i don’t fancy having to be invited to a Garda station either by appointment or by force and start having to prove my story of how I got to be in that car, where I was going, for what purpose....basically prove my innocence even though I am innocent I was simply getting a taxi to the dentist...I’m not there to be inconvenienced to make their job slightly easier..

    your DNA is yours, you shouldn’t need to give it to anybody... unless you actually commit a violent crime.

    if the government(s) want to tackle crime they need to sort out these absolute wankbag judges, who are handing down suspended sentences for repeat offenses and violent offenders. Without a deterrent crime will flourish. No point in having DNA to ease capture/detection if nobody does fûck all in terms of hurting criminals.





  • is the argument between definite good , ie identifying deceased bodies solving violent and sexual crimes vs potential or possible but non specific bad ?

    is there cases were dna has been used against some one in such circumstances ? its possible , especially in the US but i dont know of any

    i didnt give my number to facebook either and still got a ball of those spam calls





  • take a breath there strumms


    if your dna was found at the scene of a murder of course your a suspect , same of the person who actually committed the crime , its hardly about making the life of and investigator easier , its about justice for a victim , the basis of any justice system really ?

    you were in the car going to the dentist , grand job mr strumms , lets just confirm that with the dentist and verify where you were at the time of the murders. thank you kindly now your off the list of possible suspects and one step closer to finding a violent criminal and getting justice for the victim ?

    List of suspected perpetrators of crimes identified with GEDmatch - Wikipedia

    your slight inconvenience being more important than justice for victims and protection of the rest of the population meeh i know which id choose ,





  • It’s not just about justice for the victims, it’s also about justice for the innocent, plenty of people have been convicted of crimes they never committed...i am still entirely entitled to privacy. To go about my business without any dna record of my movement, or that dna being available to any third party.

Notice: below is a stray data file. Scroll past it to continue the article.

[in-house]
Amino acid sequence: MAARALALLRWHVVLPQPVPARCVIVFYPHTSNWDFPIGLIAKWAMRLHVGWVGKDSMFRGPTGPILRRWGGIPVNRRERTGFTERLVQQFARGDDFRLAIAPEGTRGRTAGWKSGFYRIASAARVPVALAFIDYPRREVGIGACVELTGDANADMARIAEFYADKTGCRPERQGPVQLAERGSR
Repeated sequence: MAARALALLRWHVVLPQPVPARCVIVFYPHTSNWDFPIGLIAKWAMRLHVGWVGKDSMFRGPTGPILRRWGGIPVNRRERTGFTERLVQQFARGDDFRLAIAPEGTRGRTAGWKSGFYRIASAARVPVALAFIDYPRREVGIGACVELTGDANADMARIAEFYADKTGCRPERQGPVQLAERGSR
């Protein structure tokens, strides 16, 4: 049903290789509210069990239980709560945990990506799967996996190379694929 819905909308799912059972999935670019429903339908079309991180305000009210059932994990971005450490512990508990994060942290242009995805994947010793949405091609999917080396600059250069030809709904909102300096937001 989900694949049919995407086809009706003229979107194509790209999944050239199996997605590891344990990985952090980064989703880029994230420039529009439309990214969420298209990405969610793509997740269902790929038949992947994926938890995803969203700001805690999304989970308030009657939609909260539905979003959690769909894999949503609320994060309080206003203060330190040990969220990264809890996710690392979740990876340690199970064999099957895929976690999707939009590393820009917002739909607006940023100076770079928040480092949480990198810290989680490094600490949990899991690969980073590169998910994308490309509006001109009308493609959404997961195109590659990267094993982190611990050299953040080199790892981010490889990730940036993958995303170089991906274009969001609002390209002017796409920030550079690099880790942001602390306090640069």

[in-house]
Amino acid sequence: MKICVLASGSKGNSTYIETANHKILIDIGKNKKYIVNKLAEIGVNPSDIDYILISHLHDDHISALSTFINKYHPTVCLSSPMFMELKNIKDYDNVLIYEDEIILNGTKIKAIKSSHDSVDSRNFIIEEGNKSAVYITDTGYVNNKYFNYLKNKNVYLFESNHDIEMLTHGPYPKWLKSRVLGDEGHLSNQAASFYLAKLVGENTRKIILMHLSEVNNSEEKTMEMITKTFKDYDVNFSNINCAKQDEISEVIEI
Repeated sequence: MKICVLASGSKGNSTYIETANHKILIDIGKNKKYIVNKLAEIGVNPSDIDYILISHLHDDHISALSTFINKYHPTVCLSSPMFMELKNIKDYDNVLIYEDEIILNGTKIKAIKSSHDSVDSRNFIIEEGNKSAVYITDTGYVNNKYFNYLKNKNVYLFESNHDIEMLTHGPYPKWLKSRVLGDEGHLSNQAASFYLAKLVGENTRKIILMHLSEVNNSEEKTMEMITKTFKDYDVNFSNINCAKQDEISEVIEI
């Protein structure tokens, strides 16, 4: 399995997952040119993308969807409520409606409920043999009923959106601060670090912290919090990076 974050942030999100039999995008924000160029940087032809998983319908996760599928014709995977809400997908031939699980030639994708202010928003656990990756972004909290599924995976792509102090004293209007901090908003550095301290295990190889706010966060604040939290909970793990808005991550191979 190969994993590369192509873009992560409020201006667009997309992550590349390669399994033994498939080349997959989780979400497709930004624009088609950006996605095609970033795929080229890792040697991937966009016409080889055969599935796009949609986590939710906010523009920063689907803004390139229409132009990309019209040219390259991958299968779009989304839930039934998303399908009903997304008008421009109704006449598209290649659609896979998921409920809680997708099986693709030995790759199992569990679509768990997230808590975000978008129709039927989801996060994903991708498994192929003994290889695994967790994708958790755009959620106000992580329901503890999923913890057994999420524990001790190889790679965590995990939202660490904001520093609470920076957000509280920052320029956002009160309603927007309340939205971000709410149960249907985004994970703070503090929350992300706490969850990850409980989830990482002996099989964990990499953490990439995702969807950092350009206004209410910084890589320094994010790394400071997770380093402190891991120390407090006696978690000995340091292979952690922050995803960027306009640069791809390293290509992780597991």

if I was a suspect in a crime , I get arrested, I’m under zero obligation to tell the Gardai anything. There is also a constitutional guarantee, that every person accused of a criminal offence in Ireland is innocent until proven guilty. When you are charged by the Gardaí with a criminal offence, the responsibility of proving your guilt lies with the prosecution. Therefore, no responsibility lies with you, the accused, to prove your innocence... therefore I’ll keep my DNA off record.





  • your sort of right , but only sort of ,


    Right to silence in criminal cases (citizensinformation.ie)

    my point is that you justice for the victim of a crime and their family supersedes your right not to be sightly inconvenienced, that's just common humanity.

    how about if having your dna cleared a innocent person. ie Yorkshire ripper case

    there is data held about you in many places for many reasons. when you go into a pub now do you refuse to give your name and phone number if asked for contact tracing ?

    So if you could provide simply verified information that places you in another place at the time of a crime you would maintain your right to silence. ? and waste the time of investigators following up something that you knew was a dead end ?





  • but they wouldn't have your DNA to compare it to unless you had previously committed a serious offence.



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  • No, nobody’s rights are more important. Because somebody say gets assaulted that doesn’t mean their rights trump mine..

    there is data held about me in multiple places, which I agree to and is ok under acts of legislation...

    i haven’t been inside a pub since covid so have not provided any information... only outdoor dining and for that it’s not required..